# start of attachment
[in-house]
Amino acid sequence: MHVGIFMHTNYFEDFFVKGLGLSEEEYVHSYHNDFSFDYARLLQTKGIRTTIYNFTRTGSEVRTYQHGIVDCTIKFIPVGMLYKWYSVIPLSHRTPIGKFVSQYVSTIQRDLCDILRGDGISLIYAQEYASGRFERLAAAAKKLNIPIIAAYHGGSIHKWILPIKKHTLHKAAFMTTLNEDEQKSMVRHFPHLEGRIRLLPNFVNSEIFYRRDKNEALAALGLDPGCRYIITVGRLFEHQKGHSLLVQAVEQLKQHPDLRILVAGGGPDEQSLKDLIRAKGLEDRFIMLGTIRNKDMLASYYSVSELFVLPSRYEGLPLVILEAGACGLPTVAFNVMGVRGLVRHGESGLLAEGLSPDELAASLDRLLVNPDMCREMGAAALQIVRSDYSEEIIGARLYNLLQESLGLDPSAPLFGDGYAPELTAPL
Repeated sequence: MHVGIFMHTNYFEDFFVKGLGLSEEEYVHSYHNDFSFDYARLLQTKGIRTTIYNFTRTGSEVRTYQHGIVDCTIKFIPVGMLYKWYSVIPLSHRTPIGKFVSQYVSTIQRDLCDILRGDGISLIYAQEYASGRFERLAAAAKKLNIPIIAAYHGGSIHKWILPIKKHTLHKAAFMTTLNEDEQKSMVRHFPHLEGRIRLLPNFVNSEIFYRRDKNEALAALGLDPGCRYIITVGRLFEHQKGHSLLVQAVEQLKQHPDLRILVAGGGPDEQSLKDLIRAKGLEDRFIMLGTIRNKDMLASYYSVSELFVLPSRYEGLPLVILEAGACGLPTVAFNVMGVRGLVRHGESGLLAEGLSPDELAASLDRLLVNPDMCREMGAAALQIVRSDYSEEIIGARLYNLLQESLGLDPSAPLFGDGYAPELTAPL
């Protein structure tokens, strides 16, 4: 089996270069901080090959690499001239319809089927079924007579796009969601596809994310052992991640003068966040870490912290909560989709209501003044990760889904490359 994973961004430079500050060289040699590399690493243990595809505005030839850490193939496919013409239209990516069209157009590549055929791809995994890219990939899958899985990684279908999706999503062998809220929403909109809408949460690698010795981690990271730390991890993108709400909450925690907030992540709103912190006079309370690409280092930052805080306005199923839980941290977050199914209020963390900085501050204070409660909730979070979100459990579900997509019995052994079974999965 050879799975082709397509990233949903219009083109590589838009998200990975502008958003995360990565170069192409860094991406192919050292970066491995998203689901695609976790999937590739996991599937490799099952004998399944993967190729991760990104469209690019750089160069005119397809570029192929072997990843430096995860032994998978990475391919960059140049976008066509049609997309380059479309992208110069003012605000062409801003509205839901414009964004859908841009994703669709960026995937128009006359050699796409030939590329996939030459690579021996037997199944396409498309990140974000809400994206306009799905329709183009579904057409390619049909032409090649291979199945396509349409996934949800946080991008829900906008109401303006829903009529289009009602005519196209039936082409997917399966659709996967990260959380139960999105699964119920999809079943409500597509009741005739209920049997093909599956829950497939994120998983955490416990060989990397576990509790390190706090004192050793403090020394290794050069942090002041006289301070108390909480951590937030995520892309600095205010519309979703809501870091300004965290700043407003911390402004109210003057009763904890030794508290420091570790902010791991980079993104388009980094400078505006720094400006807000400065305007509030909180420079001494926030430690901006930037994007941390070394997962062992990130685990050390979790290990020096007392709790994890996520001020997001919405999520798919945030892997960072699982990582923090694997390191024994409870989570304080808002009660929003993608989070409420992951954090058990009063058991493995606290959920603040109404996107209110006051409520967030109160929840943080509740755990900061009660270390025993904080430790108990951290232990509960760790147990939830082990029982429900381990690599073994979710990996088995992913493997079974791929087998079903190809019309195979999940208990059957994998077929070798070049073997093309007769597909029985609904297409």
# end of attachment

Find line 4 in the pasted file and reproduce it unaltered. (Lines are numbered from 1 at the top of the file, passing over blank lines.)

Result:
């Protein structure tokens, strides 16, 4: 089996270069901080090959690499001239319809089927079924007579796009969601596809994310052992991640003068966040870490912290909560989709209501003044990760889904490359 994973961004430079500050060289040699590399690493243990595809505005030839850490193939496919013409239209990516069209157009590549055929791809995994890219990939899958899985990684279908999706999503062998809220929403909109809408949460690698010795981690990271730390991890993108709400909450925690907030992540709103912190006079309370690409280092930052805080306005199923839980941290977050199914209020963390900085501050204070409660909730979070979100459990579900997509019995052994079974999965 050879799975082709397509990233949903219009083109590589838009998200990975502008958003995360990565170069192409860094991406192919050292970066491995998203689901695609976790999937590739996991599937490799099952004998399944993967190729991760990104469209690019750089160069005119397809570029192929072997990843430096995860032994998978990475391919960059140049976008066509049609997309380059479309992208110069003012605000062409801003509205839901414009964004859908841009994703669709960026995937128009006359050699796409030939590329996939030459690579021996037997199944396409498309990140974000809400994206306009799905329709183009579904057409390619049909032409090649291979199945396509349409996934949800946080991008829900906008109401303006829903009529289009009602005519196209039936082409997917399966659709996967990260959380139960999105699964119920999809079943409500597509009741005739209920049997093909599956829950497939994120998983955490416990060989990397576990509790390190706090004192050793403090020394290794050069942090002041006289301070108390909480951590937030995520892309600095205010519309979703809501870091300004965290700043407003911390402004109210003057009763904890030794508290420091570790902010791991980079993104388009980094400078505006720094400006807000400065305007509030909180420079001494926030430690901006930037994007941390070394997962062992990130685990050390979790290990020096007392709790994890996520001020997001919405999520798919945030892997960072699982990582923090694997390191024994409870989570304080808002009660929003993608989070409420992951954090058990009063058991493995606290959920603040109404996107209110006051409520967030109160929840943080509740755990900061009660270390025993904080430790108990951290232990509960760790147990939830082990029982429900381990690599073994979710990996088995992913493997079974791929087998079903190809019309195979999940208990059957994998077929070798070049073997093309007769597909029985609904297409």